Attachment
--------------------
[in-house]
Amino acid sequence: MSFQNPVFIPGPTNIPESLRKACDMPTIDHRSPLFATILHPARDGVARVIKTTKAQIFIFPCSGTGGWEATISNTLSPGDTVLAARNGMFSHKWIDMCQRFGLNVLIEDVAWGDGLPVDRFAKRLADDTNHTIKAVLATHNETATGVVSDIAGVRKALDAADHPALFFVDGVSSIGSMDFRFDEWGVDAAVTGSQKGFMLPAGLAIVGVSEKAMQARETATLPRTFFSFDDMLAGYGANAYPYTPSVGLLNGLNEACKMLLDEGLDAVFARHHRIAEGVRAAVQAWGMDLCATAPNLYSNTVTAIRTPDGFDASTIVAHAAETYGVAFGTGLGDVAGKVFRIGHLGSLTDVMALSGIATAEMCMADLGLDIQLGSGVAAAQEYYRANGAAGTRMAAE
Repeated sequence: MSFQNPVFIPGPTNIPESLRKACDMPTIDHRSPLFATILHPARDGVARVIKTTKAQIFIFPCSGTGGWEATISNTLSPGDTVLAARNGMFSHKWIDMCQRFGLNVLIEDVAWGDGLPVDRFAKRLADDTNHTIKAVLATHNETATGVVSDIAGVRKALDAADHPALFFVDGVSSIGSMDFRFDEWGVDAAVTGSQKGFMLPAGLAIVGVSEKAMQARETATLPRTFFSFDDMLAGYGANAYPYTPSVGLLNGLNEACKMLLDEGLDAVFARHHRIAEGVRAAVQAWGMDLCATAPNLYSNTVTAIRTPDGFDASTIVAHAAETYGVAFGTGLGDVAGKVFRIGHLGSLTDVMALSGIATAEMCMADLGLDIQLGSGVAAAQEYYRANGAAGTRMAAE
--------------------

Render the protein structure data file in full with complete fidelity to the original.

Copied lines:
[in-house]
Amino acid sequence: MSFQNPVFIPGPTNIPESLRKACDMPTIDHRSPLFATILHPARDGVARVIKTTKAQIFIFPCSGTGGWEATISNTLSPGDTVLAARNGMFSHKWIDMCQRFGLNVLIEDVAWGDGLPVDRFAKRLADDTNHTIKAVLATHNETATGVVSDIAGVRKALDAADHPALFFVDGVSSIGSMDFRFDEWGVDAAVTGSQKGFMLPAGLAIVGVSEKAMQARETATLPRTFFSFDDMLAGYGANAYPYTPSVGLLNGLNEACKMLLDEGLDAVFARHHRIAEGVRAAVQAWGMDLCATAPNLYSNTVTAIRTPDGFDASTIVAHAAETYGVAFGTGLGDVAGKVFRIGHLGSLTDVMALSGIATAEMCMADLGLDIQLGSGVAAAQEYYRANGAAGTRMAAE
Repeated sequence: MSFQNPVFIPGPTNIPESLRKACDMPTIDHRSPLFATILHPARDGVARVIKTTKAQIFIFPCSGTGGWEATISNTLSPGDTVLAARNGMFSHKWIDMCQRFGLNVLIEDVAWGDGLPVDRFAKRLADDTNHTIKAVLATHNETATGVVSDIAGVRKALDAADHPALFFVDGVSSIGSMDFRFDEWGVDAAVTGSQKGFMLPAGLAIVGVSEKAMQARETATLPRTFFSFDDMLAGYGANAYPYTPSVGLLNGLNEACKMLLDEGLDAVFARHHRIAEGVRAAVQAWGMDLCATAPNLYSNTVTAIRTPDGFDASTIVAHAAETYGVAFGTGLGDVAGKVFRIGHLGSLTDVMALSGIATAEMCMADLGLDIQLGSGVAAAQEYYRANGAAGTRMAAE